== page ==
Entire lifetimes have come and gone without the moon looking quite as large as it will this month. On November 14, skygazers will witness the closest full moon, or “supermoon”, of 2016. But more excitingly, it will be the closest full moon since 1948 – and we won’t get another one like it until 2034.
The reason the moon appears to shrink and grow in the sky is that its orbit is not a perfect circle, but rather, a modest ellipse. As the moon swings between its closest point (perigee) and its furthest point (apogee), its distance to Earth varies by approximately 48,280km. This translates to a size variation comparable to the difference between a five cent and 10 cent coin.
Full moons and new moons occur when the Earth, sun and moon all form a line, something astronomers call “syzygy”. When the moon is on the opposite side of the Earth as the sun during syzygy, it appears full. And when this particular celestial alignment also happens to coincide with perigee, we get an exceptionally close full moon, also known as a perigee moon or a supermoon.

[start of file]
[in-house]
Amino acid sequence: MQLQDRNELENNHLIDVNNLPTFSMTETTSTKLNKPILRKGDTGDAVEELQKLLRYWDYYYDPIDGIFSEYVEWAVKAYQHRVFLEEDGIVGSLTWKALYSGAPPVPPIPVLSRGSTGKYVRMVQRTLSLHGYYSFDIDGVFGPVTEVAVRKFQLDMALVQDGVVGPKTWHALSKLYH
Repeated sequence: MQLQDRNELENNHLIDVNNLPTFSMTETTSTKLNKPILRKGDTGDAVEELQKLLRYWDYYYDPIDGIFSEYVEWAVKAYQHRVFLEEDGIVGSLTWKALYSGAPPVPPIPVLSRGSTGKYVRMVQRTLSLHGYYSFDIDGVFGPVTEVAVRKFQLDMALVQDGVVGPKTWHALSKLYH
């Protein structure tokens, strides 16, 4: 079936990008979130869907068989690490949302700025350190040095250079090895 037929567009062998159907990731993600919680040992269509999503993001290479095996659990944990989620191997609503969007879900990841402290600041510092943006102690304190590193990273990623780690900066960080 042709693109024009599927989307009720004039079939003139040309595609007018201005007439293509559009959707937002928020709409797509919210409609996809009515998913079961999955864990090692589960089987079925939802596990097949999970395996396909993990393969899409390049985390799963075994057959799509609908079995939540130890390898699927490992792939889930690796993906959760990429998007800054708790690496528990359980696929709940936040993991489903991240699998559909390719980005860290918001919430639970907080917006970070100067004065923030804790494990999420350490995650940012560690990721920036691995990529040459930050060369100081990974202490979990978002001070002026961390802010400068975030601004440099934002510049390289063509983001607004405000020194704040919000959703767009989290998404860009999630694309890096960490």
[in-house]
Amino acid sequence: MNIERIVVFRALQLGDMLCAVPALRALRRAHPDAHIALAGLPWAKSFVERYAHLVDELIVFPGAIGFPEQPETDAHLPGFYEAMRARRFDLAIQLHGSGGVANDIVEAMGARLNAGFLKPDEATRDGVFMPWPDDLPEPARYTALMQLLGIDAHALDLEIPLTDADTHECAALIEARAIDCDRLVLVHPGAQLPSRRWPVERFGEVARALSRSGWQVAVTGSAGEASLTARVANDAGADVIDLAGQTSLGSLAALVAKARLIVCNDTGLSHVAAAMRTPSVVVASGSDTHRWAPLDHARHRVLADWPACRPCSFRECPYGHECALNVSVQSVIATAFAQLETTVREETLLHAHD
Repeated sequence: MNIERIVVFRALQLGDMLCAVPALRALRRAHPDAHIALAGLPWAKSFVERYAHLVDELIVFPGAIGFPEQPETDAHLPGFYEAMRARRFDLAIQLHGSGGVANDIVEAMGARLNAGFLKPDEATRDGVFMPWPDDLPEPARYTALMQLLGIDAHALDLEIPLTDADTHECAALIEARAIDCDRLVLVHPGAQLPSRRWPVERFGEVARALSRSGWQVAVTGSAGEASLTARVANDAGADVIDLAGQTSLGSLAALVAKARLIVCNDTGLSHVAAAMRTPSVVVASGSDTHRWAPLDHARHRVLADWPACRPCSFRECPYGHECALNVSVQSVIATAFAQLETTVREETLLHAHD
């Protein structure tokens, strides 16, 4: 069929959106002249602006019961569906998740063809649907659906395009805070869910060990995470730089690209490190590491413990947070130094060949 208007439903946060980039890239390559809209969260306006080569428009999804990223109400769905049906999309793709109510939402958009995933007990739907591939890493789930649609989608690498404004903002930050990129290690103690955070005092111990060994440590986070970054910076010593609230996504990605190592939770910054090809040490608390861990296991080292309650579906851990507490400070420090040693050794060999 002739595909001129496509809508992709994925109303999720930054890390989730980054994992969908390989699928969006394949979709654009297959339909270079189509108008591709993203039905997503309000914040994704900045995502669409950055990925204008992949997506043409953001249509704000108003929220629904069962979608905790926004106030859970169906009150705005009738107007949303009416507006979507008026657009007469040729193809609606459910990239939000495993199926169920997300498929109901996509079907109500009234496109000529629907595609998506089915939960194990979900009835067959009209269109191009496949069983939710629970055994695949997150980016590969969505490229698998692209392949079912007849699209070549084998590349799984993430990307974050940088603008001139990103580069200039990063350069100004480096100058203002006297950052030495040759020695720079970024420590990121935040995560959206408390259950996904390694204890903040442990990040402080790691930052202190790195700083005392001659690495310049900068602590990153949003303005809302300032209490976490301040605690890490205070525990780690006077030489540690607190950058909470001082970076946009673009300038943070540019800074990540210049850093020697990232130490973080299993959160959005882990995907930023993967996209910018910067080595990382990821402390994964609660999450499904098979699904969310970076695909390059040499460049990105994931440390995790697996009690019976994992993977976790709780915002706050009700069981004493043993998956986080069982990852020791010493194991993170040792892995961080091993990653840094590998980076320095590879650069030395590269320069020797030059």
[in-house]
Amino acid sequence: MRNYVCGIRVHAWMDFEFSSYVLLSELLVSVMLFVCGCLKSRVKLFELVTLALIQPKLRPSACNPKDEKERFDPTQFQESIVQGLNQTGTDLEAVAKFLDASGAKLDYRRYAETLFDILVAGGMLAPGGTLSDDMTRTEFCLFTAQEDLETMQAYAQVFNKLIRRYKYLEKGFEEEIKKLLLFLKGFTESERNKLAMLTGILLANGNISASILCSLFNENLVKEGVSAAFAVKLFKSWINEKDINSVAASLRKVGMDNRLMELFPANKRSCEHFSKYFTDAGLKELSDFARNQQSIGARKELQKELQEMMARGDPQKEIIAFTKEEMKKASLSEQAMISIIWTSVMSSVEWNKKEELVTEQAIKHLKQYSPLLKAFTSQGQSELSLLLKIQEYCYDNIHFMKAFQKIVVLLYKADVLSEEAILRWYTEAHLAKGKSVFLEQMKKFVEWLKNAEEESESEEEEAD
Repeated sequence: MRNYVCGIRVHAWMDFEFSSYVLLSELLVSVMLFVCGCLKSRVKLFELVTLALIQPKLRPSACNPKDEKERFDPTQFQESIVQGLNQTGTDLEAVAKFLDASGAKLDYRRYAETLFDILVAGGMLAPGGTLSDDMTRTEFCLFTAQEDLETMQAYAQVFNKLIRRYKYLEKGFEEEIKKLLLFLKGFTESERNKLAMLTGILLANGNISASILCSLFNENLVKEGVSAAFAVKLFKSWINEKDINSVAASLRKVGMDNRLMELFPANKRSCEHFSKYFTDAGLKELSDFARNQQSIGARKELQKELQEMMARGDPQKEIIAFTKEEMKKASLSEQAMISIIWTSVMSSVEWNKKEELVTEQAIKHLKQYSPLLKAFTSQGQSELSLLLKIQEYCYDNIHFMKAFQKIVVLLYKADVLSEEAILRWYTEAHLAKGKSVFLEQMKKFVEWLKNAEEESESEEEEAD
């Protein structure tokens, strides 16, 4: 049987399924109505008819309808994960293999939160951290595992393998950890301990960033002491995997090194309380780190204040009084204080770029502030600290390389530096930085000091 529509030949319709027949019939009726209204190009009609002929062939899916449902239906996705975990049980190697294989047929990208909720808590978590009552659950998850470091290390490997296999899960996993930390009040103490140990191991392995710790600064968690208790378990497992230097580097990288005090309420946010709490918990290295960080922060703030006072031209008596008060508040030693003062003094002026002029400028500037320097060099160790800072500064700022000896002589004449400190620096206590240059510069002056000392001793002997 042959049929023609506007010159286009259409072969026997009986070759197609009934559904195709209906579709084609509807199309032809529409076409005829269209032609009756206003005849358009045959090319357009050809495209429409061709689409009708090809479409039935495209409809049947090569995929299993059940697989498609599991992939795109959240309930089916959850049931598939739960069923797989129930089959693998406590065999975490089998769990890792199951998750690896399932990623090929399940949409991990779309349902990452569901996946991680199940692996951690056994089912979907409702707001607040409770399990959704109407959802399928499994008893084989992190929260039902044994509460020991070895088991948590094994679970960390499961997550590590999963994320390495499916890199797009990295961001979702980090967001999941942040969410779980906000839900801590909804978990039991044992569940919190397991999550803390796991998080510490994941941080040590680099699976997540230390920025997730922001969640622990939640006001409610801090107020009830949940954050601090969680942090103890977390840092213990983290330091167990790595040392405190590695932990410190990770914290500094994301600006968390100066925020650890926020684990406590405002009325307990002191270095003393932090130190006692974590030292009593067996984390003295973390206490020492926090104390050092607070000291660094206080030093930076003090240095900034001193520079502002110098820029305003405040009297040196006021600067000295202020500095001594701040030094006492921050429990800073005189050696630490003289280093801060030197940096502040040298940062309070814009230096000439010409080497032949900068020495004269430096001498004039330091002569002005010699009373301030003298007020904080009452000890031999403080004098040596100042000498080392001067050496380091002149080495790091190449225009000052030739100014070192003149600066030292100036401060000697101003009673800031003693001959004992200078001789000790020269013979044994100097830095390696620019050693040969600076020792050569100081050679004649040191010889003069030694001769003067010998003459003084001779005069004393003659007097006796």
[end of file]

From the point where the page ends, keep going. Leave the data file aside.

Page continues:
A full moon at perigee can appear up to 14 per cent larger and 30 per cent brighter than a full moon at apogee. But even among the elite perigee moons, there’s some variation in size. That’s because the sun and moon – being moving objects in space rather than circles on a diagram – very rarely line up exactly at perigee. And, to a lesser extent, because the Earth’s distance to the sun changes during its orbit, too.
What makes the November 14 moon so special is that it turns full at 1:52PM UTC (12:52AM AEDT, November 15), two and a half hours after hitting perigee at 11:23AM UTC (10:23PM AEDT). This is the closest a full moon has to come to hitting perigee on the nose since 26 January 1948, and the closest it will come for another 18 years, until 25 November 2034.
All in all, it will be the largest moon in an 86 year period, which is pretty damn cool. Although, as NASA Planetary Program Executive Gordon Johnston notes, it will be very hard to tell the difference between this super-dupermoon and more ordinary supermoons with the naked eye. “You’d need a ruler,” he said.